News FocusENERGY

Natural Gas From Shale Bursts Onto the Scene

Science  25 Jun 2010:
Vol. 328, Issue 5986, pp. 1624-1626
DOI: 10.1126/science.328.5986.1624

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Summary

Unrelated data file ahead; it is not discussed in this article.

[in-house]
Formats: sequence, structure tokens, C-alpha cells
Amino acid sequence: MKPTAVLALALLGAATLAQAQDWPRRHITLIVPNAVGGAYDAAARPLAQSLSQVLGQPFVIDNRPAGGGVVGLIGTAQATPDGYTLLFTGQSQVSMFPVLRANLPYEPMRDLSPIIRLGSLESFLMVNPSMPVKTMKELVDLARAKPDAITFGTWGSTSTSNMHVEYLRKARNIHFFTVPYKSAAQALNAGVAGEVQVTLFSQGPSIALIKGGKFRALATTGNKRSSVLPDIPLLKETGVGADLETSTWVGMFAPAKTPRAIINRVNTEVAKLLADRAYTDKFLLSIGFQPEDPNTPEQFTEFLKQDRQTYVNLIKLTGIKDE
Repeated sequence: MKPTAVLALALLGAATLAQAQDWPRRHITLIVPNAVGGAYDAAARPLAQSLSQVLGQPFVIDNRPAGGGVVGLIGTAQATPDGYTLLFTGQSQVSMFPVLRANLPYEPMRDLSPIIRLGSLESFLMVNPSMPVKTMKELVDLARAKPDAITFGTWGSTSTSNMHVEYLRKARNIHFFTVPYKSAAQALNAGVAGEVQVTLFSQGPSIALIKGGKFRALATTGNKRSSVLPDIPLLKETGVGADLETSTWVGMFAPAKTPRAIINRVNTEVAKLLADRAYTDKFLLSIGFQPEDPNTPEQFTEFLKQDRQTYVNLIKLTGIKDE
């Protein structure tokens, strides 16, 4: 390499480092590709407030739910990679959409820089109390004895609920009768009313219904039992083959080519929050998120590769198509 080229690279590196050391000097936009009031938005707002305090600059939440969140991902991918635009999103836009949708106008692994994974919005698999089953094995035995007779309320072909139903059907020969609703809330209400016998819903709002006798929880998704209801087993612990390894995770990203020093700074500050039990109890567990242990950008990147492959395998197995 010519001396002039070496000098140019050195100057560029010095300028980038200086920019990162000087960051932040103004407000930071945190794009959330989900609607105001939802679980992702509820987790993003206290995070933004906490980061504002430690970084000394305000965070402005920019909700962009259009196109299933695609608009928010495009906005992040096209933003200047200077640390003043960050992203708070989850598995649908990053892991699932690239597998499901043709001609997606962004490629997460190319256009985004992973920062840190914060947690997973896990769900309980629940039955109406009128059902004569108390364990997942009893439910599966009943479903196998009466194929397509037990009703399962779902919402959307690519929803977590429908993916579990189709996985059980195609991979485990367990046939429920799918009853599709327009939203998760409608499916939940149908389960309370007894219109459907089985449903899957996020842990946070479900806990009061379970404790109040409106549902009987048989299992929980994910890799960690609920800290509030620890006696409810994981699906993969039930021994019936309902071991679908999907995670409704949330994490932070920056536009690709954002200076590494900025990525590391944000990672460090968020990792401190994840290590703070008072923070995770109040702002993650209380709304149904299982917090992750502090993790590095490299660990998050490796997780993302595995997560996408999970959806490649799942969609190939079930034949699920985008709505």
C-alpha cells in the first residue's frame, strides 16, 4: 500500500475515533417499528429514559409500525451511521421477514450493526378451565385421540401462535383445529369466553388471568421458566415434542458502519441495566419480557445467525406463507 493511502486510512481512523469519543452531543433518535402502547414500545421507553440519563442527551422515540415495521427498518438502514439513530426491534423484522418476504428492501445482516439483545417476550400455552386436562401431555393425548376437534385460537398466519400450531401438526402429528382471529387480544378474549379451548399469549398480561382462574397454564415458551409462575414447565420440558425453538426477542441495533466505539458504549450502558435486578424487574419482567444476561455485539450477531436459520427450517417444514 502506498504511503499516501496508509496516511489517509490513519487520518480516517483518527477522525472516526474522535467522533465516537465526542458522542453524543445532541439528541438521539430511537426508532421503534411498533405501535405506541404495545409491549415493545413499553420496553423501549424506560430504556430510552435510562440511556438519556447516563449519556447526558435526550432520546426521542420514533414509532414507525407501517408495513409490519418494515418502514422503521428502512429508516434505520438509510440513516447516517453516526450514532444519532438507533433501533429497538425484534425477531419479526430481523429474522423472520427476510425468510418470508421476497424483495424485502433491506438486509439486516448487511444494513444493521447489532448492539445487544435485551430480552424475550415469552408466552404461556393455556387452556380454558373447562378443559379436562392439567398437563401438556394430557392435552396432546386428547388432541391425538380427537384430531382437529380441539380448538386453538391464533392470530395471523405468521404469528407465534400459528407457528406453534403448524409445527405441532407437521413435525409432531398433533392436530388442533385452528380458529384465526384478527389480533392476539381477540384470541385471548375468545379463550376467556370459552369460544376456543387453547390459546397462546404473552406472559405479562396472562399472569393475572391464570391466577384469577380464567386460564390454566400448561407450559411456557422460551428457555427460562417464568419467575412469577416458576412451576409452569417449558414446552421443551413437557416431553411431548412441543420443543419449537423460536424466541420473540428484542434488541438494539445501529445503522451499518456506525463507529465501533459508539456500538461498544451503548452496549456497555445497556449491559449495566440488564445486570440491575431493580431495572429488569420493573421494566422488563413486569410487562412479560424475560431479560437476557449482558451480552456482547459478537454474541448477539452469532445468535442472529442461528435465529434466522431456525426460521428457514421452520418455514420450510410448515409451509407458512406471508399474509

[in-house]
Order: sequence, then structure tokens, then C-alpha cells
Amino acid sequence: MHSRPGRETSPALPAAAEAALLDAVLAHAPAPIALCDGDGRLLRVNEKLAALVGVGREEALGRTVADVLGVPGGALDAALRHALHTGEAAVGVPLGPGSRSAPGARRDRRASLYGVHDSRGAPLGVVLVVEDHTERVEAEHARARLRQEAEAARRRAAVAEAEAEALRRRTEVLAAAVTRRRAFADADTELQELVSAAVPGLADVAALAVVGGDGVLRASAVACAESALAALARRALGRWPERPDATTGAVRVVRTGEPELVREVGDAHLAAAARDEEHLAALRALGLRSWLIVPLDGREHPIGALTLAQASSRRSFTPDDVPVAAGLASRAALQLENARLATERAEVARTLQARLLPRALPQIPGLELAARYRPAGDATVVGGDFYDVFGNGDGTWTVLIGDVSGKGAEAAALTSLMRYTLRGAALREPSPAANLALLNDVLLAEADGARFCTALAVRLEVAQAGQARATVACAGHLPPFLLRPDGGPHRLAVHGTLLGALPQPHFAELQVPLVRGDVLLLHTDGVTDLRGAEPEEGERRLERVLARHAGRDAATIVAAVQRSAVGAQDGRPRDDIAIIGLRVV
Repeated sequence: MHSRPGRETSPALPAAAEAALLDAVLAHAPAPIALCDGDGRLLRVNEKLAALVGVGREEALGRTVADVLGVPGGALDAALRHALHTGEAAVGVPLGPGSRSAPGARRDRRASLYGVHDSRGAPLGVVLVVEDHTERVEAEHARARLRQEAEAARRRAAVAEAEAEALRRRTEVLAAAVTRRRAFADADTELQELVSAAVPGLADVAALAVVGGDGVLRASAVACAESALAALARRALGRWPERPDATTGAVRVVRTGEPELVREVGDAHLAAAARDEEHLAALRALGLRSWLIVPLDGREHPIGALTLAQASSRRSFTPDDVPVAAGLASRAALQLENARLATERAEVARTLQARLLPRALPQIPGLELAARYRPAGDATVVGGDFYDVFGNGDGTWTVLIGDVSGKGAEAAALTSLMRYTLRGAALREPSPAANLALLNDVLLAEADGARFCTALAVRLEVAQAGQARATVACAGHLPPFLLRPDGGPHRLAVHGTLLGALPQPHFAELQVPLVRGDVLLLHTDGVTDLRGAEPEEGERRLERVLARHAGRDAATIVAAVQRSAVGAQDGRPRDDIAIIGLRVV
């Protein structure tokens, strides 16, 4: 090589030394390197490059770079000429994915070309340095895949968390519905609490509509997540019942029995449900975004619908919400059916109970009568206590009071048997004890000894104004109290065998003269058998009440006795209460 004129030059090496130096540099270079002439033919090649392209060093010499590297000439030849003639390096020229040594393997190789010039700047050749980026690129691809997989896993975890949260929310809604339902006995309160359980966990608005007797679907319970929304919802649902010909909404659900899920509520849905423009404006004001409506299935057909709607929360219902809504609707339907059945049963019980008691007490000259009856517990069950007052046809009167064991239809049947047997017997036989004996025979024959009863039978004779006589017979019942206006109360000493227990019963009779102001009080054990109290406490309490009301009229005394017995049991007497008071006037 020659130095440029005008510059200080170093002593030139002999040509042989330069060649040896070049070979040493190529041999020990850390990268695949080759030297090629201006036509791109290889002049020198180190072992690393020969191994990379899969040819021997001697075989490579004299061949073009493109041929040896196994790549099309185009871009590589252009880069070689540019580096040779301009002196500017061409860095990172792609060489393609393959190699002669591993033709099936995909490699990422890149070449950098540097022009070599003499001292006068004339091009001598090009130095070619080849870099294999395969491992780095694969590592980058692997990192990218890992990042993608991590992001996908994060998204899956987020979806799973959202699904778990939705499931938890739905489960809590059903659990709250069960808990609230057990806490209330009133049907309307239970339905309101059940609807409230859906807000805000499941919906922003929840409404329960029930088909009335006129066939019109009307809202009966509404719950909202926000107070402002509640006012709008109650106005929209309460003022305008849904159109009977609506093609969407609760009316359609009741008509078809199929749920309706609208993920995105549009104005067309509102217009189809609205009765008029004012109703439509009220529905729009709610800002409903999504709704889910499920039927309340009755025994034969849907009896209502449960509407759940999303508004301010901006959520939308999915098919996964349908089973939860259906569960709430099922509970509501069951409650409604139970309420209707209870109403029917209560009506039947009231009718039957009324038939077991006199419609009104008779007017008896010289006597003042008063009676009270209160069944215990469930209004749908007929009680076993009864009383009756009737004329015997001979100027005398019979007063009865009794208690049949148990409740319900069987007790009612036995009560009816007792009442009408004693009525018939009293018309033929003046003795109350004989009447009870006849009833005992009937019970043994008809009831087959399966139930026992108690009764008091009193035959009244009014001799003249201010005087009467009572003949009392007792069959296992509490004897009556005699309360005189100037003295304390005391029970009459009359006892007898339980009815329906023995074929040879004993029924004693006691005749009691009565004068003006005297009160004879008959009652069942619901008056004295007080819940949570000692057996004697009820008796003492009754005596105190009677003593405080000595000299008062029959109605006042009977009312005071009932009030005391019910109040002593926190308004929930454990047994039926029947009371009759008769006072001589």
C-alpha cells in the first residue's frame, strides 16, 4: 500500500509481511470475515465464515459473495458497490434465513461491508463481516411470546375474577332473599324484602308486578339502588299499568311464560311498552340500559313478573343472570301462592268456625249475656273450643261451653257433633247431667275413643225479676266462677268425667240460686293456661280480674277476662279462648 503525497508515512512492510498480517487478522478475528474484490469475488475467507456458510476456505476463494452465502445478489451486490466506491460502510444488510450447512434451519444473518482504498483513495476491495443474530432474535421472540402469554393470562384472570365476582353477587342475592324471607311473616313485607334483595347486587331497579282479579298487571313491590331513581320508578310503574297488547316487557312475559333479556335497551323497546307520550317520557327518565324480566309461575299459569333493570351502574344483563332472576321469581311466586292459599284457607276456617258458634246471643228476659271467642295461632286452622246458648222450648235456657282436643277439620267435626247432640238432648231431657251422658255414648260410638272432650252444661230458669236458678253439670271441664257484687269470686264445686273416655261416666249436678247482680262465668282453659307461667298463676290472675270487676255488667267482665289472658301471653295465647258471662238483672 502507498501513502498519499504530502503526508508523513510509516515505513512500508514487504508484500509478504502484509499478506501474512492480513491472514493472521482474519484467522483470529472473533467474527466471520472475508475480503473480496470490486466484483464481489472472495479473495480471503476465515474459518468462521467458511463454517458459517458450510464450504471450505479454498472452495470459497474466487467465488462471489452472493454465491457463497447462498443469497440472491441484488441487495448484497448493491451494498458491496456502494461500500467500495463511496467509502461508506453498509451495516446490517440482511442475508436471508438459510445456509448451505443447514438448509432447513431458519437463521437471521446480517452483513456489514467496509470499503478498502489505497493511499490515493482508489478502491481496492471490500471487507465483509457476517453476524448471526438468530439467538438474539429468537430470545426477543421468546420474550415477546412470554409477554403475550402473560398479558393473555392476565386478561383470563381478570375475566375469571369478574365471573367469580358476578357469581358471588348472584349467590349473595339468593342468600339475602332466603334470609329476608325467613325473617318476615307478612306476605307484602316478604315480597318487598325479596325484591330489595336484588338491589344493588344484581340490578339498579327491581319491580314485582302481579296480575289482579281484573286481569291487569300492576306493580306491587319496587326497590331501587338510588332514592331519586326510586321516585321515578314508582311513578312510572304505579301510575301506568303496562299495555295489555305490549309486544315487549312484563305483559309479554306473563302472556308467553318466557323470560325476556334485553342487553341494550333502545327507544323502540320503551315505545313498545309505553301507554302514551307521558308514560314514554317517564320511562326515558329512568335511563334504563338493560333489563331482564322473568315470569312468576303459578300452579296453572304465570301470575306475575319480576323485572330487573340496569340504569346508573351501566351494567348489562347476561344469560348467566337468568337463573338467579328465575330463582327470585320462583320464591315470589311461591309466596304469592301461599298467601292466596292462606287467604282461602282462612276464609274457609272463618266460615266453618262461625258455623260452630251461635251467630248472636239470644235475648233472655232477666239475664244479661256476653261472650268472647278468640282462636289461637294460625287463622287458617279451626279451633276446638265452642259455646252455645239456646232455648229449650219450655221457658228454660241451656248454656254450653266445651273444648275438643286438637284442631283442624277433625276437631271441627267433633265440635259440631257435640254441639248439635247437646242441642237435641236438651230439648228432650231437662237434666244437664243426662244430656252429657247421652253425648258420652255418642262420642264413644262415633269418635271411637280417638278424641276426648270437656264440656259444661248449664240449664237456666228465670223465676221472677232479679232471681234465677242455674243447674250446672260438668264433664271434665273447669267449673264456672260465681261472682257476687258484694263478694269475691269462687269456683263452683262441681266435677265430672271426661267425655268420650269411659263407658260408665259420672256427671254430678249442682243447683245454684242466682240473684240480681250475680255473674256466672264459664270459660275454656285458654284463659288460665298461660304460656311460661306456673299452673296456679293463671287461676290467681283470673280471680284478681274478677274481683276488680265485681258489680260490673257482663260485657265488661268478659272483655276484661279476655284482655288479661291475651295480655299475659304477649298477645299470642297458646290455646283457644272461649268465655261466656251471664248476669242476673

Engineering ingenuity is unlocking a vast storehouse of natural gas buried beneath American soil from Texas to New England. The sudden great promise of clean, homegrown shale gas has all kinds of people excited. National-security types see it as a replacement for foreign oil and gas, environmentalists as a replacement for dirty coal and even oil. And because it yields only 45% of the carbon dioxide emissions of coal, advocates of taming global warming see it as a temporary crutch while carbon-free energy sources are developed and deployed. Everyone seems to agree with a March study by IHS Cambridge Energy Research Associates that concluded that shale gas "provides the potential to transform North America's energy landscape." The problem is that word "potential." Every link in the chain between the newly abundant domestic energy source and its transformative impact is still shrouded in uncertainty. And a rising tide of NUMBY—not under my backyard—that's greeting shale gas in the Northeast could hobble the revolution (see sidebar).